The paper of little value gains worth as it bears the notes that organize my life, week after week.  I like knowing what's next as well as having a memory-jogging log of what has been. 

The pages tell my story - much of it, at least.  Other parts of my story stay in my pencil.  While I write "No school" on the days when I know my kids will have an academic break, I refrain from writing "lost" on the days a racquetball game didn't turn out the way I prefer.  While I write "Date Night" on the evenings when I am gifted with time with my amazing wife, I refuse to make marked reference to days like today when I chose to wear yet-unwashed jeans that I wore a few days ago which, unknown to me until I donned them at the gym, smell like the baked halibut we ate the last time I wore them.  Halibut tastes great!  The smell of days-old halibut is another story. 

One thing I really enjoy about the accounts in Scripture of the likes of David, Deborah, Martha, and Peter is the inclusion of the parts of their stories that reflect events more akin to smelly jeans and lost games than to wins and great feasts.  The Bible includes the events that a more cautious historian would choose to leave unrecorded.

Think David's cover-up.
Think Deborah's doubt.
Think Martha's complaining.
Think Peter's adamant denial, repeated twice.

The Bible is perfect; yet, save One, no one in it is.  While I dare not rejoice in their failures, I take solace in knowing that I am not alone in mine.  You see, while I don't write of lost games and stinky pants, I choose also to leave other parts of my story untold - other failures, doubts, struggles, and unwashed acts.  Rather than writing them in a collection of dated events, I confess them to God.  And here's the cool part - He doesn't write them down!

3 If you, LORD, kept a record of sins,
    LORD, who could stand?
4 But with you there is forgiveness,

Psalm 130:3-4a
(NIV)

It's Worth Telling

Calling all storytellers, singers, and writers.  The great opportunity awaits.  A wealth of material is ready to be voiced through story, song, and pen.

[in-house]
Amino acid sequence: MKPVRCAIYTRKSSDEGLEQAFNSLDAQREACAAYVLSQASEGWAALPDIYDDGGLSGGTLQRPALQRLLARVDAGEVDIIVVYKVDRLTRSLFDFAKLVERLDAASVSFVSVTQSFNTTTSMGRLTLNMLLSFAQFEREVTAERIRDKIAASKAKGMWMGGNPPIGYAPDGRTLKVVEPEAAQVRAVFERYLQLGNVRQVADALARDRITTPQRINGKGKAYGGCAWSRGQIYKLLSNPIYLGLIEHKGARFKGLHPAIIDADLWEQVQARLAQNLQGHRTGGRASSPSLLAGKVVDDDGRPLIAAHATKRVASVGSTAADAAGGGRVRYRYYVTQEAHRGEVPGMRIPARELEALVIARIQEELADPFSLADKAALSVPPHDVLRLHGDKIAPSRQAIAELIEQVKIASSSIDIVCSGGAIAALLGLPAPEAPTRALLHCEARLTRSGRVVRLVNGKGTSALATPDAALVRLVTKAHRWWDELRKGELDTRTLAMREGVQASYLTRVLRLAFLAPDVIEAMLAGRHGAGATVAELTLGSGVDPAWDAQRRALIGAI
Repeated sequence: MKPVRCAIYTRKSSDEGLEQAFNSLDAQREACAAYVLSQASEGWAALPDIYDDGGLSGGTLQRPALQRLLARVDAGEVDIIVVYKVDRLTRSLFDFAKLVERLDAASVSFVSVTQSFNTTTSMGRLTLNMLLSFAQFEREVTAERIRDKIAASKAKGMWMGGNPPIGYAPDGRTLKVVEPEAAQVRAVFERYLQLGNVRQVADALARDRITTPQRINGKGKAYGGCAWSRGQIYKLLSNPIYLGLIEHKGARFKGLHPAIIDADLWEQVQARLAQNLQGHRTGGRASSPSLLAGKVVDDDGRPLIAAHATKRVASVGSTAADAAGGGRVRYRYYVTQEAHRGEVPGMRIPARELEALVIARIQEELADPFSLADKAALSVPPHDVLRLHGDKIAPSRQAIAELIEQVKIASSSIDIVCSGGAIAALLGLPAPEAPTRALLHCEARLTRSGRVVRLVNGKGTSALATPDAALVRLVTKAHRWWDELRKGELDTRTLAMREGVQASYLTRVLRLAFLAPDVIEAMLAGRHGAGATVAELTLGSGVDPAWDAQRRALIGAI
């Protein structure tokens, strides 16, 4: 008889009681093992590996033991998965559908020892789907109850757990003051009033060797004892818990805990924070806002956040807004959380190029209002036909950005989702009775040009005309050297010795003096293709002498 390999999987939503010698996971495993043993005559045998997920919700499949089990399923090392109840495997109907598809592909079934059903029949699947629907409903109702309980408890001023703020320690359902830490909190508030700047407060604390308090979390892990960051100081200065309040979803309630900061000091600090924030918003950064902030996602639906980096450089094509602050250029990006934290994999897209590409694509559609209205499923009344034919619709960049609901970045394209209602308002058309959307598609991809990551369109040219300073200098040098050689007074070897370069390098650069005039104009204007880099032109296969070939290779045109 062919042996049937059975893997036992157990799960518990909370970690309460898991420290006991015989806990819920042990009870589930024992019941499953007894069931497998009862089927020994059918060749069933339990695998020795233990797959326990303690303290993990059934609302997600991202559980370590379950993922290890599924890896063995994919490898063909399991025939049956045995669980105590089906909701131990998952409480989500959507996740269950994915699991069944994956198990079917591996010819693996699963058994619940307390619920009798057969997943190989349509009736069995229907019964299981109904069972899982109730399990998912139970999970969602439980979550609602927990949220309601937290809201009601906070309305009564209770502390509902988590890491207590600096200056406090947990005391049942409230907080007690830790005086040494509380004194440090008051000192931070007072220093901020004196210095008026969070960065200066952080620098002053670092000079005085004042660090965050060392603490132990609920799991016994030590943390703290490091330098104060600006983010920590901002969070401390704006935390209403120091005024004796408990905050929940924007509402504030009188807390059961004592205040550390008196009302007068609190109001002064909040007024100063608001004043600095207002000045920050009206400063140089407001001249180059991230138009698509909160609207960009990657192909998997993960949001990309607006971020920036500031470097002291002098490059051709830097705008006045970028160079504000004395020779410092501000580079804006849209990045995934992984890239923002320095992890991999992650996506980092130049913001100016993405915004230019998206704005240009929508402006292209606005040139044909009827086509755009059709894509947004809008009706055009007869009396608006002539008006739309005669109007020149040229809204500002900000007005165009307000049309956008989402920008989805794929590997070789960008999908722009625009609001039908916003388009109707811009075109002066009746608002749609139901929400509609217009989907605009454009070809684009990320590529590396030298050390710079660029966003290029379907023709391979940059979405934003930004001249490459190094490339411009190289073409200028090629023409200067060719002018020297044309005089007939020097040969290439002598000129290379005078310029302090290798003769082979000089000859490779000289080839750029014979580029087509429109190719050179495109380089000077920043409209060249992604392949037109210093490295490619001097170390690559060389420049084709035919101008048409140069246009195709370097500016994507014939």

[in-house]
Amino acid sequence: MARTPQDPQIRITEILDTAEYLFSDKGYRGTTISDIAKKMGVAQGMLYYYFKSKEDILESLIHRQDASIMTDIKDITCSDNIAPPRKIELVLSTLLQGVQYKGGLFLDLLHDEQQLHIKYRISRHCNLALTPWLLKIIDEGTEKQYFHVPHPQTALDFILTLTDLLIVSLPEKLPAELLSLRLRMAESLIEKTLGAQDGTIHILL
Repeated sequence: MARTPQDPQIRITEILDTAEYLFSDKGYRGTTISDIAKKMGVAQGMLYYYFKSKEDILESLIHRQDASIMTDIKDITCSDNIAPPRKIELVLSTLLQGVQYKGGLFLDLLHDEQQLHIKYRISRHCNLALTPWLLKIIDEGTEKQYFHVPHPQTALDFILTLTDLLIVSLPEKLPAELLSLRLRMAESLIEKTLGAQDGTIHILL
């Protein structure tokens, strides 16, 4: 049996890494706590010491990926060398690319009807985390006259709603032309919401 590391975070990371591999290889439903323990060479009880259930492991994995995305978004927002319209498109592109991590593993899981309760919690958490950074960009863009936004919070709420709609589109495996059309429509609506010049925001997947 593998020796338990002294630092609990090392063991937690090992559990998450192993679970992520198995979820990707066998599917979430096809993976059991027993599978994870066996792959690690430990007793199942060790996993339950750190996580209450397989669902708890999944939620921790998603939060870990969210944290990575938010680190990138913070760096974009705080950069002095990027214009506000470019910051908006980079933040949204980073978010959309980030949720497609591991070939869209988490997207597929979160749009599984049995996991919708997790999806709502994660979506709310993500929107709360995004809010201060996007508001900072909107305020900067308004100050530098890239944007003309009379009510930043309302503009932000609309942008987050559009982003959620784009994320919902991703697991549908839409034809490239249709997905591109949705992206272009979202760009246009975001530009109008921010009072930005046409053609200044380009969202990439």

Some artists will choose to project softly; other inspired ones will tell stories of heroes of renown. 
Eager fingers take up pens, pencils, or rest on keys - ready to script a truthful tale (no need for tall ones) of adventure.
Guitar strings, ivory keys, taut bows, and didgeridoos await - ready to serve as tools of expression.

What wealth is there to be found?

1 I lift you high in praise, my God, O my King!
    and I’ll bless your name into eternity.
2 I’ll bless you every day,
    and keep it up from now to eternity.
3 God is magnificent; he can never be praised enough.
    There are no boundaries to his greatness.
4 Generation after generation stands in awe of your work;
    each one tells stories of your mighty acts.
5 Your beauty and splendor have everyone talking;
    I compose songs on your wonders.
6 Your marvelous doings are headline news;
    I could write a book full of the details of your greatness.
7 The fame of your goodness spreads across the country;
    your righteousness is on everyone’s lips.
8 God is all mercy and grace—
    not quick to anger, is rich in love.
9 God is good to one and all;
    everything he does is suffused with grace.
10Creation and creatures applaud you, God;
    your holy people bless you.

Psalm 145:1-10 (The Message)

Tell your story of God's grace. 

Compose your song of exultation.

Pen the brief reflection that captures volumes.

Write the volume that inspires a life to change.

Preach boldly of the love of God. 

Sing and lead others to do so with all their hearts.

Tell the old, old story and lift up a new song. 


In your generation - speak, sing, and write so that the next will hear, sing, and read.

"God is magnificent; he can never be praised enough."